A ravenous black bear in Canada powered through an entire can of bear spray to steal and stash a pet dog.
The incident took place last Saturday in Jasper National Park, according to officials. A pair of hikers were walking with their two dogs off-leash when they noticed a bear near the trailhead. One of the dogs began to chase the bear, but it didn’t take long for the bear to turn the tables.
The bear turned back towards the hikers and snatched the second dog, which had also been barking. One of the hikers sprayed the bear with bear spray “at close range,” according to the incident report. The bear did not release the dog, so the hiker used the can to punch the bear in the head several times. This convinced the bear to leave, but it did not release the dog.
“This close and aggressive approach by a large black bear is very concerning behaviour,” said Jasper National Park officials. “The attack on the dog and subsequent caching of the carcass, indicates predatory behaviour. This behaviour is considered a threat to public safety and a risk to park visitors.”
That threat warranted immediate action. Parks Canada deployed human-wildlife conflict specialists for an investigation, and they killed the 204-pound bore the next day.
Black bears rarely attack humans, but conflicts between bears and pet dogs are more common. Last year, a bear killed a six-year-old Chihuahua outside its home while its owners screamed at the bear to go away.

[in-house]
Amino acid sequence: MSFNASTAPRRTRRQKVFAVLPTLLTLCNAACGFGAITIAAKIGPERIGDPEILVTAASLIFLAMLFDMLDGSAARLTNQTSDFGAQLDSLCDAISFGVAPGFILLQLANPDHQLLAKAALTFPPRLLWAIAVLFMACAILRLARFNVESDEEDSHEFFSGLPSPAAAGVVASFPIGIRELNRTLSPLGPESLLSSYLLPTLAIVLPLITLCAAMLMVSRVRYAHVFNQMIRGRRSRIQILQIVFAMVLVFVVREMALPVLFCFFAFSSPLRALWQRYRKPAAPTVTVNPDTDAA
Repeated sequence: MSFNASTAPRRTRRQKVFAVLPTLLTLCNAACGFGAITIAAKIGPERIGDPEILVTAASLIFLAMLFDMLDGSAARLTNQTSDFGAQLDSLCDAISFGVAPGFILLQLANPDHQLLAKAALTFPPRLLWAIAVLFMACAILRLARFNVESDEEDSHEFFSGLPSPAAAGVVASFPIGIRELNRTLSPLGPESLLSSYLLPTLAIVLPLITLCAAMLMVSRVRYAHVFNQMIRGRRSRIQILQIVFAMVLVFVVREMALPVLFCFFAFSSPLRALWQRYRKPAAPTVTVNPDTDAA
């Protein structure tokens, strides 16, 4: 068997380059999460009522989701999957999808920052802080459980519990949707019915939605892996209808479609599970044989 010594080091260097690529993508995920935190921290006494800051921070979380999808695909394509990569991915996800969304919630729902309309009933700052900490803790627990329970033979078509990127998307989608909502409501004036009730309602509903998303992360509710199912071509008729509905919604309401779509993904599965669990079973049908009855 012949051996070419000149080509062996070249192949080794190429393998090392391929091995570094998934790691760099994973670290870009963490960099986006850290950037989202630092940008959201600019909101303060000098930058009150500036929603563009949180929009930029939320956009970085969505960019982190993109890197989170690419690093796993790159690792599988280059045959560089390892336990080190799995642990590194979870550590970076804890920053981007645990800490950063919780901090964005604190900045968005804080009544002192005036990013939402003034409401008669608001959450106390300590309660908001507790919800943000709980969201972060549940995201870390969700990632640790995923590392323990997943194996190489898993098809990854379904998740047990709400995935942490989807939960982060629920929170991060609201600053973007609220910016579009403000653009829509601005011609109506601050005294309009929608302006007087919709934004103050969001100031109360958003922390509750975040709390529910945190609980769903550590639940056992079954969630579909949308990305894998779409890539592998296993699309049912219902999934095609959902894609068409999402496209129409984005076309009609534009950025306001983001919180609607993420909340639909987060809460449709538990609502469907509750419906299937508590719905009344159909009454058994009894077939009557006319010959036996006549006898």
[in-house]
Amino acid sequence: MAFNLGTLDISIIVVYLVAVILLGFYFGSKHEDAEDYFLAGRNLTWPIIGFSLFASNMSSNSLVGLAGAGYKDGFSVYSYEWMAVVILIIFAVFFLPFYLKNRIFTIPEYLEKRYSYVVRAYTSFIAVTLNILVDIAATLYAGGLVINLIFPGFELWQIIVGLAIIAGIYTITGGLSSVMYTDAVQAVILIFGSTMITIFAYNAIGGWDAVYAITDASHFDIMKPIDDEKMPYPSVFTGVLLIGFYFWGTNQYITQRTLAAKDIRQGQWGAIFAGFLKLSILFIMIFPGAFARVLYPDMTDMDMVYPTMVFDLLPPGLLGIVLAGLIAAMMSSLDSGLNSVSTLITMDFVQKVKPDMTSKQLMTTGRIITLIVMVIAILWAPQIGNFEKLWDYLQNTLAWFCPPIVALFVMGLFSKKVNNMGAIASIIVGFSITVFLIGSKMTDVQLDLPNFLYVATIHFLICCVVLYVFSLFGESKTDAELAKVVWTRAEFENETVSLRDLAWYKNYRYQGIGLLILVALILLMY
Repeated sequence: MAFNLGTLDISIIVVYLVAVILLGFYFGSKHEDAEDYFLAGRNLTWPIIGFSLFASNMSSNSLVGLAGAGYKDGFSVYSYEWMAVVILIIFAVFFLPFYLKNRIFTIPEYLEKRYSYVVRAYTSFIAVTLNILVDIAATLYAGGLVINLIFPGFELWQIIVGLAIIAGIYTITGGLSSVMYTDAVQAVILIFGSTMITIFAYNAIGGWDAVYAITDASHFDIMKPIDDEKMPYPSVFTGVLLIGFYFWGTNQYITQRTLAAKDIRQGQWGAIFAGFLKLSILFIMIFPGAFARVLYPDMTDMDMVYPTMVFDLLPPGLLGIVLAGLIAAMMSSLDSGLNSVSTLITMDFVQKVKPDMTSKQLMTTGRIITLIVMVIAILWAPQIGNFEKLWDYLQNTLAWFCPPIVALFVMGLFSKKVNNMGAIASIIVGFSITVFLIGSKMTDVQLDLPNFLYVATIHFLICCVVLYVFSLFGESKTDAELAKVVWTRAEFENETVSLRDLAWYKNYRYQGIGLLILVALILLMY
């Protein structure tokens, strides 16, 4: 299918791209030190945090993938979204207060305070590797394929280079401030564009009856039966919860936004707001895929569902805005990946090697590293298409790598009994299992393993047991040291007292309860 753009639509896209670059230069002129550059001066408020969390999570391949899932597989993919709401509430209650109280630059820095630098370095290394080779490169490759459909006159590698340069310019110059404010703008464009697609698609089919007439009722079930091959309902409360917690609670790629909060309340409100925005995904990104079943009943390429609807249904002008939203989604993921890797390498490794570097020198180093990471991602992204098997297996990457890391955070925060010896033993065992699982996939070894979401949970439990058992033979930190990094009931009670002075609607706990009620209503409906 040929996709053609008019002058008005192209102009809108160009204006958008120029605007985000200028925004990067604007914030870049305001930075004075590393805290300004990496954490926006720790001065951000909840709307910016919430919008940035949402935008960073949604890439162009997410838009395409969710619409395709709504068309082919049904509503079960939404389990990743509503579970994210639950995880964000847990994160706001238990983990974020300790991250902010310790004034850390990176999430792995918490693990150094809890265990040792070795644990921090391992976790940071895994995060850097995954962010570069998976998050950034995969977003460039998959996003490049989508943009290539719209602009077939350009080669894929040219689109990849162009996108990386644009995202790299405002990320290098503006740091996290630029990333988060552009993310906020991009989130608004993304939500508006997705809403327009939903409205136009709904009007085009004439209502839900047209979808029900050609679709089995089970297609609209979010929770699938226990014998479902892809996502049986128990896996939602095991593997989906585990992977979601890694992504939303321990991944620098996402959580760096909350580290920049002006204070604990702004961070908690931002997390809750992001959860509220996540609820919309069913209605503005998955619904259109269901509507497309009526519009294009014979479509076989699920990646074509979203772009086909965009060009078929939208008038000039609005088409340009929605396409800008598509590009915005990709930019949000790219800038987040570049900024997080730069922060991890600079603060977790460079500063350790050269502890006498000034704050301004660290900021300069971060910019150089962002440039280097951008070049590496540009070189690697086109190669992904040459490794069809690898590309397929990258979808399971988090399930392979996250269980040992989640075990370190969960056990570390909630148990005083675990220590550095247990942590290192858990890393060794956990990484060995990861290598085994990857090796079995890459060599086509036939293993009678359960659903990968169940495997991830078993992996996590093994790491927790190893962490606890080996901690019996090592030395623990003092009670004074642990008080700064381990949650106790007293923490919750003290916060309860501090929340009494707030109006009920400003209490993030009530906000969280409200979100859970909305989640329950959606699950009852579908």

In another incident from 2022, a black bear weighing at least 400 pounds bit an 81-year-old woman outside her New Jersey home before dragging the woman’s dog into the woods and mauling it to death.
In 2019, another pet dog in Florida was killed by a black bear sow with cubs. The bear encountered the dog in a backyard, killed it there, and left.
Wildlife officials believe this most recent attack was motivated by hunger, and the offending bear had likely been habituated to humans.
The bear was “very concerned about getting something to eat and was willing to put up with a lot of abuse to keep the dog,” retired U.S. Fish and Wildlife Service biologist Chris Servheen told the Cowboy State Daily.
The bear “displayed no fear or reaction to bear spray or punches,” Jasper National Park officials added. “This non-typical behaviour indicates a highly habituated bear and increased the likelihood of further negative interactions.”
Jasper National Park officials warned visitors in 2022 that due to the presence of bears, domestic animals must be kept under their owners’ physical control at all times.
“Our condolences go out to the pet owners involved in this incident. This is a sad reminder that all pets should be kept under control and on-leash at all times within a national park,” officials said.